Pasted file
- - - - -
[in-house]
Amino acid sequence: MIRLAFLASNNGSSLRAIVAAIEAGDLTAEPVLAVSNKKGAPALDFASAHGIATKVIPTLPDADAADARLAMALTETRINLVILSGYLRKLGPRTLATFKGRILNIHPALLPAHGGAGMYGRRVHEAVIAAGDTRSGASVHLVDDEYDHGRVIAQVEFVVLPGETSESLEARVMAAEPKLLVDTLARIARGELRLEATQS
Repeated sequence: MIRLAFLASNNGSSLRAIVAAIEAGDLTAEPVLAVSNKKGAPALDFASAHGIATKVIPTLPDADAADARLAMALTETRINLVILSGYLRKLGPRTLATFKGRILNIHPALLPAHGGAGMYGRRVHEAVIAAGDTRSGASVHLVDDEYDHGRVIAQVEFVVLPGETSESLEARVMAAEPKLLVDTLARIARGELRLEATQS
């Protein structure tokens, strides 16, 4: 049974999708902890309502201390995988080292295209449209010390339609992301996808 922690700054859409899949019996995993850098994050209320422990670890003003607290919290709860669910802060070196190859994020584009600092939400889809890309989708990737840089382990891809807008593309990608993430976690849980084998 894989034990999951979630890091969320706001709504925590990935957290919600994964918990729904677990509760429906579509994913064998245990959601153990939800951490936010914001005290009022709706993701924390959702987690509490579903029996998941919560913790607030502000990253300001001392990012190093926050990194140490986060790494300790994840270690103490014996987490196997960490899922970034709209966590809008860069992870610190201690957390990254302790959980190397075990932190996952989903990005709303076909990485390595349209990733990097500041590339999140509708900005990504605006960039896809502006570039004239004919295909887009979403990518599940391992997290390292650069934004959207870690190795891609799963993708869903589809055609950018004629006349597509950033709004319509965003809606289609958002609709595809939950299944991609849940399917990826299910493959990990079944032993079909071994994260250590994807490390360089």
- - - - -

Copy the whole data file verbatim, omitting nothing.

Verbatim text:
[in-house]
Amino acid sequence: MIRLAFLASNNGSSLRAIVAAIEAGDLTAEPVLAVSNKKGAPALDFASAHGIATKVIPTLPDADAADARLAMALTETRINLVILSGYLRKLGPRTLATFKGRILNIHPALLPAHGGAGMYGRRVHEAVIAAGDTRSGASVHLVDDEYDHGRVIAQVEFVVLPGETSESLEARVMAAEPKLLVDTLARIARGELRLEATQS
Repeated sequence: MIRLAFLASNNGSSLRAIVAAIEAGDLTAEPVLAVSNKKGAPALDFASAHGIATKVIPTLPDADAADARLAMALTETRINLVILSGYLRKLGPRTLATFKGRILNIHPALLPAHGGAGMYGRRVHEAVIAAGDTRSGASVHLVDDEYDHGRVIAQVEFVVLPGETSESLEARVMAAEPKLLVDTLARIARGELRLEATQS
């Protein structure tokens, strides 16, 4: 049974999708902890309502201390995988080292295209449209010390339609992301996808 922690700054859409899949019996995993850098994050209320422990670890003003607290919290709860669910802060070196190859994020584009600092939400889809890309989708990737840089382990891809807008593309990608993430976690849980084998 894989034990999951979630890091969320706001709504925590990935957290919600994964918990729904677990509760429906579509994913064998245990959601153990939800951490936010914001005290009022709706993701924390959702987690509490579903029996998941919560913790607030502000990253300001001392990012190093926050990194140490986060790494300790994840270690103490014996987490196997960490899922970034709209966590809008860069992870610190201690957390990254302790959980190397075990932190996952989903990005709303076909990485390595349209990733990097500041590339999140509708900005990504605006960039896809502006570039004239004919295909887009979403990518599940391992997290390292650069934004959207870690190795891609799963993708869903589809055609950018004629006349597509950033709004319509965003809606289609958002609709595809939950299944991609849940399917990826299910493959990990079944032993079909071994994260250590994807490390360089």